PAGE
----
I found this sylistic shift to be disconcerting, but ultimately quite effective. All along, I had assumed that the root of the wrongness, that intangible thing that was nightmarishly "off" in Santa Teresa, WAS the murders. I had subconsciously assumed that to see the crimes themselves would be to come face to face with the mysterious wrongness - and I think that this is the assumption around which most police dramas revolve. The Part About the Crimes deconstructs this assumption in just about every way possible, and its first method is to remove the sense of mystery, of intangibility, as soon as the crimes are revealed. It's as if the reader has been walking down a long hallway, as Oscar does in The Part About Fate, with a mysterious, tinted light at the end of it. Perhaps there is some distorted music playing in the distance. The reader brushes away veils, distractions, grotesque strangers met in the corridor, and eventually reaches out her hand, pushing the door inward to reveal the mysterious contents of the room...and right at that moment, someone flicks on the switch. The light is no longer sickly green, but plain, everyday white. The occupants of the room are not a sinister pair of businessmen and a femme fatale, but a team of bored cops performing a routine investigation. One of the cops walks over and hits a button on a boom box, and the atmospheric music clicks off. Everything is factual, mundane, even tedious. And yet...there are still hundreds of unsolved murders. Something is still very wrong, but merely looking at the discarded bodies of the murdered women can bring no enlightenment. The wrongness dwells elsewhere.

In a standard police drama, the mysterious horror of human crime is made "okay," neutralized, by the way in which it's solved and explained in the course of the story. I think this is the reason so many readers find murder mysteries to be a comforting genre, even when the crimes involved are horrific. The plot is formulaic and the action, in the abstract, predictable: the reader is presented with the description of a crime scene, sometimes multiple crime scenes, and tries to absorb all the details in order to "solve the mystery" later on. Soon the cops arrive. Sometimes the initial wave of police are corrupt or lazy, inclined to sweep the whole thing under the rug. Eventually, though, the reader is introduced to the main character, who, due either to professional integrity, a personal vendetta, or sheer cussedness, is invested in "getting to the bottom" of the crimes. He (for it is usually a man) strikes out on his investigation, uncovering relevant secrets and overcoming various obstacles. If the story began with multiple, seemingly unrelated crimes, the protagonist usually comes across evidence that connects them. He convinces himself of the true culprit, then runs various risks gathering enough evidence to prove his suspicions. In the end, whether he apprehends the criminal, witnesses the criminal's death, or is forced to let the criminal go, he has at least explained the sequence of events to his own and the reader's satisfaction.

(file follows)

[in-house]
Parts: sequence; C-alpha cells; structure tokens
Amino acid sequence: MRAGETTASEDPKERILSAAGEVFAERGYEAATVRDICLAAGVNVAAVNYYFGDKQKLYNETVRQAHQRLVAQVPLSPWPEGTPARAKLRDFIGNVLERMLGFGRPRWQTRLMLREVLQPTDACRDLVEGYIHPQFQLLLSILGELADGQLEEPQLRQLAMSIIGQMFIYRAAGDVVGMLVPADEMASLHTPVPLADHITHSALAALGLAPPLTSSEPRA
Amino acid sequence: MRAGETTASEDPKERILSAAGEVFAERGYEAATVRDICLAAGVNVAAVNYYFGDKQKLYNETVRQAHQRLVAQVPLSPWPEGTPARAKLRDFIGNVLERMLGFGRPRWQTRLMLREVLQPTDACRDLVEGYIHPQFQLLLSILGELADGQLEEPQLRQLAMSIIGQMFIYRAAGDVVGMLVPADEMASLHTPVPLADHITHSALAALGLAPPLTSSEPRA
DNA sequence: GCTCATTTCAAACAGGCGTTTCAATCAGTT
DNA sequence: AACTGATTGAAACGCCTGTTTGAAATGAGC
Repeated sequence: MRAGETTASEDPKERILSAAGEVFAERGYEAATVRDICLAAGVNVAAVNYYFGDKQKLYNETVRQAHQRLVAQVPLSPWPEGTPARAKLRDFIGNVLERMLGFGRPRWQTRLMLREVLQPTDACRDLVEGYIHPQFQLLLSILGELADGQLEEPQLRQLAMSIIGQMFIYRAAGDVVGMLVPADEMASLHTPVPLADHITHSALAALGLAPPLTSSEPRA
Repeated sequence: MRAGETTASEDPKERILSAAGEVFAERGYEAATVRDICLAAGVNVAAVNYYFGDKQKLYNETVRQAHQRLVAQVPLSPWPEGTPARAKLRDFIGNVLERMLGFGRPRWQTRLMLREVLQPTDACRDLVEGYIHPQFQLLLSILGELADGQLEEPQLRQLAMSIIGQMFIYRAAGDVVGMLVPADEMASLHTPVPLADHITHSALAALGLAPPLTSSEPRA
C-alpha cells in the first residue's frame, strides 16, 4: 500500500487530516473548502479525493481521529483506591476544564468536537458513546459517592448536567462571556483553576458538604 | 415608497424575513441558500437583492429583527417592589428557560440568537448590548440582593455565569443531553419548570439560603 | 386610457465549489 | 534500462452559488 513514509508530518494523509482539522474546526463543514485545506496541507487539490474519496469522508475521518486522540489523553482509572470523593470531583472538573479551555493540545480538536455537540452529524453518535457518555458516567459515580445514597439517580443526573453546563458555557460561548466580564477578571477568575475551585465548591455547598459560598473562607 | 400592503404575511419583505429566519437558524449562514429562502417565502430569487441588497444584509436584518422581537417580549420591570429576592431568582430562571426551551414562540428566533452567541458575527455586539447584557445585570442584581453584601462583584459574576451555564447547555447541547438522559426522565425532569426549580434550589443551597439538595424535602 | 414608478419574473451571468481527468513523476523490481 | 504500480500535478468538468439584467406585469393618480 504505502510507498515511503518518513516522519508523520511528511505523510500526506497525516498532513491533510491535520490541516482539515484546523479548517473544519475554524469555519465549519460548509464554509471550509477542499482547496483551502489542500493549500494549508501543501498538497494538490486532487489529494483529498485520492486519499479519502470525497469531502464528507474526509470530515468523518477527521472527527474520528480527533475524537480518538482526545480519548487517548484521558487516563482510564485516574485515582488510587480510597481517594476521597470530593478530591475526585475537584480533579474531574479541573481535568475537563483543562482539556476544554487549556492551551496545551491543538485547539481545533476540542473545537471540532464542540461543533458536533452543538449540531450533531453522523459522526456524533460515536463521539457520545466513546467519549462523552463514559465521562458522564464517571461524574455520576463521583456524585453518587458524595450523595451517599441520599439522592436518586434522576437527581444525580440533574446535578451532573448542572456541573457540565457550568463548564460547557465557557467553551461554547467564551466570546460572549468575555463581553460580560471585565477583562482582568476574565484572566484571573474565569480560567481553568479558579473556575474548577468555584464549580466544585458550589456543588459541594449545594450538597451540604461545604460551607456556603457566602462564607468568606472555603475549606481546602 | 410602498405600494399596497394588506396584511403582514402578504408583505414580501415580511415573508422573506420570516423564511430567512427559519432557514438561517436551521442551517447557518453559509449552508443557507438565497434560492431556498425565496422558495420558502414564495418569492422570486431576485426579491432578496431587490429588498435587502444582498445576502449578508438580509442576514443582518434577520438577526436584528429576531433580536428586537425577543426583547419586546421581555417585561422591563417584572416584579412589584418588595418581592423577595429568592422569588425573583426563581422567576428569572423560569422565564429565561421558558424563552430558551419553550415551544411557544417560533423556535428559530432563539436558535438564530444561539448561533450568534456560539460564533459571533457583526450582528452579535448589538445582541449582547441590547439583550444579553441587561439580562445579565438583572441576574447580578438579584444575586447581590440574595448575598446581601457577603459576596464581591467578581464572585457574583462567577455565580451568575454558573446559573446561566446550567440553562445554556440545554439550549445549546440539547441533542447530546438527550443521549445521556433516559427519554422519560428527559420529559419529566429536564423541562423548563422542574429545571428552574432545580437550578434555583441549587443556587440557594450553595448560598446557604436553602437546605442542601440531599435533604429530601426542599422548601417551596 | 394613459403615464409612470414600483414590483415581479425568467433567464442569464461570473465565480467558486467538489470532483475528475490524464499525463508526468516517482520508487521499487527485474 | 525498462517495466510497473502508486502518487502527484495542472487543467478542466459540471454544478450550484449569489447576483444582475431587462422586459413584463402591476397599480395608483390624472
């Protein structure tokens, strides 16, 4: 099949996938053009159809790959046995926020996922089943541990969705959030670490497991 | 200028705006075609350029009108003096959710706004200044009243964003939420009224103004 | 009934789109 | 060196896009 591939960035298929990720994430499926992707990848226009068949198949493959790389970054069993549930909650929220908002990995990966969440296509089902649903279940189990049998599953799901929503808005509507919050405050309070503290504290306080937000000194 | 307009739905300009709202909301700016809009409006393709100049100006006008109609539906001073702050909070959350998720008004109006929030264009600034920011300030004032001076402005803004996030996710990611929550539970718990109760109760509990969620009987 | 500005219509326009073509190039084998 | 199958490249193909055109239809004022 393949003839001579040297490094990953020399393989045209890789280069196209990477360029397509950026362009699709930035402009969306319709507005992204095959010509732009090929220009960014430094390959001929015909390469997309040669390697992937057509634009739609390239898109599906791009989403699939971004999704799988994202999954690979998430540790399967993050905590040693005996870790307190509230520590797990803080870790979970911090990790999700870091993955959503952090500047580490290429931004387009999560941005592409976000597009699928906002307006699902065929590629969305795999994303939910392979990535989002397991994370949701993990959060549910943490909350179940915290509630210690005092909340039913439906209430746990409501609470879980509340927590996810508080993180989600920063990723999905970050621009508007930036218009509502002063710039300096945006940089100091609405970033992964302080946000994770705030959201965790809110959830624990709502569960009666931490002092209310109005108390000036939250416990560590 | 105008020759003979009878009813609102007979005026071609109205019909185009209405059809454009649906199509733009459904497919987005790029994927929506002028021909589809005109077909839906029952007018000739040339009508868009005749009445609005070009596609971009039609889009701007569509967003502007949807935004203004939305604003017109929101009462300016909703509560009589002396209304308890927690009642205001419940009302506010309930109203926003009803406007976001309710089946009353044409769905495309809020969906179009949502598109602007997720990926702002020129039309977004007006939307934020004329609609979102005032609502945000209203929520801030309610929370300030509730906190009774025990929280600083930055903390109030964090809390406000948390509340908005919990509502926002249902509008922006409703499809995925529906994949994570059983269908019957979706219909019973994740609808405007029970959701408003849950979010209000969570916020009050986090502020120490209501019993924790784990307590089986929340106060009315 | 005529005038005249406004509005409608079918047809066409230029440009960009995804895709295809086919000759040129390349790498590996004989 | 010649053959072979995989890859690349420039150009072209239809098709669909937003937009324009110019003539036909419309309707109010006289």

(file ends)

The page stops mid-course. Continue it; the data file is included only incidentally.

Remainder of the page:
Bolaño turns all this on its head, and toys gleefully with the expectations produced by the crime-writing quality of his language. In the first place, the sheer volume of the Santa Teresa murders would quickly overwhelm any reader stubbornly attempting to process each crime scene in the traditional way, much as it overwhelms the resources of the Santa Teresa police department itself. Whereas, in a traditional cop drama, we are hardly ever treated to descriptions of crimes truly unrelated to the main action, The Part About the Crimes summarizes the discovery of every single female victim of violent death between 1993 and 1997, including those which are proved - or not proved - to be isolated incidents, usually family violence on the part of boyfriends, husbands, or fathers. Presenting this unfiltered, yet clinical, view of the violence against women in Santa Teresa creates a kind of background noise - the constant reports of dead women are like a skipping record against which the reader comes up again and again, always expecting, in vain, to progress to the next bar, the next phase of the mystery plot. Bolaño refuses us a beginning, middle, and end, and gives us instead a perpetual beginning, crime piling on top of crime in a way that obscures them all and confuses any attempts at forward progress.

So too, unlike the neat and tidy, identically "signed" serial murders featured in many crime plots, the Santa Teresa murders are messy, illogical: there are too many specific linking elements to be coincidental, yet many seemingly connected murders lack some or all of the "signature" ingredients. Many women are found anally and vaginally raped and then strangled, but many others are found stabbed, and some are not raped. Many of the victims have long hair, but, as another character points out, this is a trait shared by most of the female population of Santa Teresa. Many witnesses report having seen the victims coerced into a black Peregrino (like the one parked outside Amalfitano's house in Part 2), but on the few occasions the cops manage to catch up with such a car, those who possess it are thieves, who just stole it and don't know its history. Most victims are murdered elsewhere and transported to the place where their bodies are dumped, but this is not always true. As one police inspector tells a reporter toward the end of The Part About the Crimess, it seems futile to apply any organized logic to the pattern of attacks: "It's fucked up, that's the only explanation." This is not the message the reader is left with in a traditional police drama, but it may be a more honest one.